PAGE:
Science Briefs: Amateurs discover new plants, benefits of electric vehicles, why mushrooms glow

These are flowers of Psoralea vanberkelae.
These are flowers of Psoralea vanberkelae. Nicky Van Berkel

Amateur botanists in South Africa have discovered two new species of beautiful legumes.

Few people tramp the empty rolling ranges of mountains and the fragmented, jagged coastline of the Southern Cape, a wild, species-rich region called the Cape Floral Kingdom. Yet there are a band of intrepid walkers and climbers traverse these areas every week searching for rare and endangered plants.

A group of intrepid walkers searching the areas weekly for rare and endangered plants recently discovered two beautiful blue-flowered legumes they thought were new to science. They sent samples to the University of Cape Town; after a botanist saw the plants in the field and compared them with known species, they were identified as new members of the legume genus Psoralea.

Psoralea diturnerae is known from only a few localities in the Outeniqua Mountains. The other – Psoralea vanberkelae – is locally abundant in a small coastal habitat. It is a stunning, flagship species for a wild and relatively unknown coastal strip where the cliff edges rise sharply from the sea and escarpments are not easy to access.

The study was published in the journal PhytoKeys.

Electric vehicles have hidden environmental benefits

Electric vehicles are cool, research shows. Literally.

A study in Scientific Reports by researchers at Michigan State University and in China adds more fuel to the already hot debate about whether electric vehicles are more environmentally friendly than conventional vehicles.

The finding: Electric vehicles emit significantly less heat – to a degree that could mitigate the “urban heat island” effect that helps turn cities like Beijing into pressure cookers in warm months. Also, the cooling resulting from replacing all gas-powered vehicles with electric vehicles could mean city dwellers needing less air conditioning, another environmental win.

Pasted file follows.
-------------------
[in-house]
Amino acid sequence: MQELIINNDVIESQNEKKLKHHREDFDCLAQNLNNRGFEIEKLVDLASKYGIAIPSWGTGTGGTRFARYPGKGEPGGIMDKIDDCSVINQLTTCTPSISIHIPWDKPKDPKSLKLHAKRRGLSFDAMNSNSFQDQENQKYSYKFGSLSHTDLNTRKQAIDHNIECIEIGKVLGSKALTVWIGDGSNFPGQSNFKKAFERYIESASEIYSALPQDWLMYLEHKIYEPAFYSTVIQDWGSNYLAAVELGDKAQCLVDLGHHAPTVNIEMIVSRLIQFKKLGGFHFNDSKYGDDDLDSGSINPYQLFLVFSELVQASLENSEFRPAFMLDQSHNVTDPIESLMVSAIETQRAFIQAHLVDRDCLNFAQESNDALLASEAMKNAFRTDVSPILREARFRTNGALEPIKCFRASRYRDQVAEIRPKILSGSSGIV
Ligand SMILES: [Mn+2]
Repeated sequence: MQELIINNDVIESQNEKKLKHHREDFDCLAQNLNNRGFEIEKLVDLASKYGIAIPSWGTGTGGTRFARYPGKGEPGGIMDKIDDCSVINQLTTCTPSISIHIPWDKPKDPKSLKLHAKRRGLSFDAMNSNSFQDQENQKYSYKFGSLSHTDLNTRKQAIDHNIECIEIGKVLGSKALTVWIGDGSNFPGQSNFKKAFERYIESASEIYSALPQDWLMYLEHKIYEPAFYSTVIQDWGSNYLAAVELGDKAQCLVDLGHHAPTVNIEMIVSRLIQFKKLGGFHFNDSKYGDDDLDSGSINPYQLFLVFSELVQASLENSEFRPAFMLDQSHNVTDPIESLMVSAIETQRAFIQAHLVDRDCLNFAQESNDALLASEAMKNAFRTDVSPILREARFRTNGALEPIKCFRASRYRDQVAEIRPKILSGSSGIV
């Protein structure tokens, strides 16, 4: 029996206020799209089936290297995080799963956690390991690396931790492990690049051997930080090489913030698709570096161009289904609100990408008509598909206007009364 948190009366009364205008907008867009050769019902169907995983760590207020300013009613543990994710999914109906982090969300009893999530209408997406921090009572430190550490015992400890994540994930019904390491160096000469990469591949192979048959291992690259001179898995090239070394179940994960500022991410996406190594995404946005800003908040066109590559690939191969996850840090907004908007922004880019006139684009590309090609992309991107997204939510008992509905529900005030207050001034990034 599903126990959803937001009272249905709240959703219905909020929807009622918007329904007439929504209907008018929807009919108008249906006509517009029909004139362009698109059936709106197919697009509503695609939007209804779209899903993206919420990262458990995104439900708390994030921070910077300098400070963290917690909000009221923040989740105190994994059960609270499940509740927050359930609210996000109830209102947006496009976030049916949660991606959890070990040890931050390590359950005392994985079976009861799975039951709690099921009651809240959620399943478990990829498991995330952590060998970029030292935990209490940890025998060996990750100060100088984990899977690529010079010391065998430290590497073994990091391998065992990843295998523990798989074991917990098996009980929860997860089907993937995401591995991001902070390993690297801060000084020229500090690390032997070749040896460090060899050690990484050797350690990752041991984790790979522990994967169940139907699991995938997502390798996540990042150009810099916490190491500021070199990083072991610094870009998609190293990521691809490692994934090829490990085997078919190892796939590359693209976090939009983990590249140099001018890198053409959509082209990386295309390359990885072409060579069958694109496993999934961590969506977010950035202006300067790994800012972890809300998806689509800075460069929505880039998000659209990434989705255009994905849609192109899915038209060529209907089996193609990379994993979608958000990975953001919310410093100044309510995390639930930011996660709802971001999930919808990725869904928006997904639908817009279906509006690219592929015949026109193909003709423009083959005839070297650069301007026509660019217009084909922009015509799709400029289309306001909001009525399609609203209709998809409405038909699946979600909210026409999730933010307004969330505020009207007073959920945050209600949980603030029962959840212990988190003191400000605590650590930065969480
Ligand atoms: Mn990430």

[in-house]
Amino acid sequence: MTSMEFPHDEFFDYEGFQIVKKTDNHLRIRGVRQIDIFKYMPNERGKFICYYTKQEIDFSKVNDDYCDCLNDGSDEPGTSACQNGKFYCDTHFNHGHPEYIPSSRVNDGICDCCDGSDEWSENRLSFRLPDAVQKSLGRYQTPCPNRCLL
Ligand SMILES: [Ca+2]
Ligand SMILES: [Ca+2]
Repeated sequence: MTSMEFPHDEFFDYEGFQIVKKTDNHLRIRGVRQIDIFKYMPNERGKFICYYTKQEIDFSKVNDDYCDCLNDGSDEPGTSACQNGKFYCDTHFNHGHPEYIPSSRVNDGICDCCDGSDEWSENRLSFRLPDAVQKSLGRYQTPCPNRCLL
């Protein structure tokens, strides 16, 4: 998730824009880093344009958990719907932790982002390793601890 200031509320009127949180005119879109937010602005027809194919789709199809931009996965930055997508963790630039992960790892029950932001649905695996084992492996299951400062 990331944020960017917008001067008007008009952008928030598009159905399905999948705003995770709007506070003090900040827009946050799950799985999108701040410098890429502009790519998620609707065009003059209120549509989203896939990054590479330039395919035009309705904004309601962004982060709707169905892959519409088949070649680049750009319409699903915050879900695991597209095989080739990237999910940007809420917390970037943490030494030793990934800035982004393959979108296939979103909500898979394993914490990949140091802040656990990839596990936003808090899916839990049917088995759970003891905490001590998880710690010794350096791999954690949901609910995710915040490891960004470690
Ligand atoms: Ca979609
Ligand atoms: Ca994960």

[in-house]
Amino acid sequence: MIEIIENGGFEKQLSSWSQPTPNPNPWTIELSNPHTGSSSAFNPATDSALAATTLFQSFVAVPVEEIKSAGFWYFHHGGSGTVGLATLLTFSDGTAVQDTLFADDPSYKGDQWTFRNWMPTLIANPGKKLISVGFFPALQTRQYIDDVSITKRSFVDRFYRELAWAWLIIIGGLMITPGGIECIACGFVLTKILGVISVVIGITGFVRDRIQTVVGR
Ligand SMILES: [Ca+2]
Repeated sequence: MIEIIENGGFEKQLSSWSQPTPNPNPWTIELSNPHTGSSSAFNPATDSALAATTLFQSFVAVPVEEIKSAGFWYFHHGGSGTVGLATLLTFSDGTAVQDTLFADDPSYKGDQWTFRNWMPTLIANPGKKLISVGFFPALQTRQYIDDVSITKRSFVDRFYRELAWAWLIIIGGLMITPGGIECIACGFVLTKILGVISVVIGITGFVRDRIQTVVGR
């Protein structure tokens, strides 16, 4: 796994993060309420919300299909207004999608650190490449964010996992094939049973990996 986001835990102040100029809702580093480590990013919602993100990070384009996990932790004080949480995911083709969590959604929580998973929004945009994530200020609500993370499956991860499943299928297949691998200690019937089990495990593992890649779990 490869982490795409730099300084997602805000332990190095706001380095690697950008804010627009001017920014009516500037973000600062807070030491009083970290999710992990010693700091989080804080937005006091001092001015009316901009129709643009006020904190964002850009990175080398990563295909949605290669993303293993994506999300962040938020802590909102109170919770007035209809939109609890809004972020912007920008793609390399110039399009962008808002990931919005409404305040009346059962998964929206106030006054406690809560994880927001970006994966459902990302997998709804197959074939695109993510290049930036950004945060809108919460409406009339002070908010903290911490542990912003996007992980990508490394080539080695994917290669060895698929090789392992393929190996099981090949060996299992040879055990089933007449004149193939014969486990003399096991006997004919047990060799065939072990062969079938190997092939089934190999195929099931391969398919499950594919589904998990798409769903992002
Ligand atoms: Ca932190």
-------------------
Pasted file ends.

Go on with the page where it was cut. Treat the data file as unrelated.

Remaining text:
The research was led by Canbing Li of Hunan University in Changsha, China, while he was a visiting scholar at Michigan State’s Center for Systems Integration and Sustainability.

In the paper, Li and his colleagues find other positives for plug-ins. Conventional vehicles and air conditioners are the two biggest contributors to the heat island intensity – the difference between urban temperatures and the cooler temperatures of rural areas. In that arena, electric vehicles are cooler, giving off only about 20 percent of the heat a gas vehicle emits.

Here’s why – and when – some mushrooms glow in the dark

Did you know that there are mushrooms that actually glow? Aristotle was aware of this intriguing fact more than 2,000 years ago. He also was the first recorded person to ask a simple question: Why?

Researchers reporting in the Cell Press journal Current Biology finally have a good answer. The light emitted from those fungi attracts the attention of insects, including beetles, flies, wasps and ants. Those insect visitors are apparently good for the fungi because they spread the fungal spores around.

The new study also shows that the mushrooms’ bioluminescence is under the control of the circadian clock. In fact, it was that discovery that led the researchers to suspect that the mushrooms’ light must serve some useful purpose: Circadian control of bioluminescence makes the process more efficient.

Only 71 of more than 100,000 described fungal species produce green light in a biochemical process that requires oxygen and energy.